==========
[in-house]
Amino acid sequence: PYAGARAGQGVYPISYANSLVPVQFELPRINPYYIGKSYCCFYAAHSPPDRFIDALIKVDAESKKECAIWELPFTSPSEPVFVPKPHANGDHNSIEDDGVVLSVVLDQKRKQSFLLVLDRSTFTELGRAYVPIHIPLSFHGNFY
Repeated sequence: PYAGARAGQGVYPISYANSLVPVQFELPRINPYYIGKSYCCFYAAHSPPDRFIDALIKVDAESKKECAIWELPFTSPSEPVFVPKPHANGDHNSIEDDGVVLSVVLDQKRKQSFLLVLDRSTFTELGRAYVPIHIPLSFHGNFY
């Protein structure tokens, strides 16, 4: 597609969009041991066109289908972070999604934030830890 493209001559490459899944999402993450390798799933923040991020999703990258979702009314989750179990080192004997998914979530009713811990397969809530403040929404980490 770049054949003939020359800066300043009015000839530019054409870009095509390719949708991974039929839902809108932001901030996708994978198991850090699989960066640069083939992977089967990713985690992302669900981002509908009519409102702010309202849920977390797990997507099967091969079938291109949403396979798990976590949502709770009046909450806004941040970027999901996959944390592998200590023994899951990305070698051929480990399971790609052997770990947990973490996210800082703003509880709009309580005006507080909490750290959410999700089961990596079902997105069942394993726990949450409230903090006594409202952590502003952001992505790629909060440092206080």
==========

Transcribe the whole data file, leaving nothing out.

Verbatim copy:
[in-house]
Amino acid sequence: PYAGARAGQGVYPISYANSLVPVQFELPRINPYYIGKSYCCFYAAHSPPDRFIDALIKVDAESKKECAIWELPFTSPSEPVFVPKPHANGDHNSIEDDGVVLSVVLDQKRKQSFLLVLDRSTFTELGRAYVPIHIPLSFHGNFY
Repeated sequence: PYAGARAGQGVYPISYANSLVPVQFELPRINPYYIGKSYCCFYAAHSPPDRFIDALIKVDAESKKECAIWELPFTSPSEPVFVPKPHANGDHNSIEDDGVVLSVVLDQKRKQSFLLVLDRSTFTELGRAYVPIHIPLSFHGNFY
């Protein structure tokens, strides 16, 4: 597609969009041991066109289908972070999604934030830890 493209001559490459899944999402993450390798799933923040991020999703990258979702009314989750179990080192004997998914979530009713811990397969809530403040929404980490 770049054949003939020359800066300043009015000839530019054409870009095509390719949708991974039929839902809108932001901030996708994978198991850090699989960066640069083939992977089967990713985690992302669900981002509908009519409102702010309202849920977390797990997507099967091969079938291109949403396979798990976590949502709770009046909450806004941040970027999901996959944390592998200590023994899951990305070698051929480990399971790609052997770990947990973490996210800082703003509880709009309580005006507080909490750290959410999700089961990596079902997105069942394993726990949450409230903090006594409202952590502003952001992505790629909060440092206080």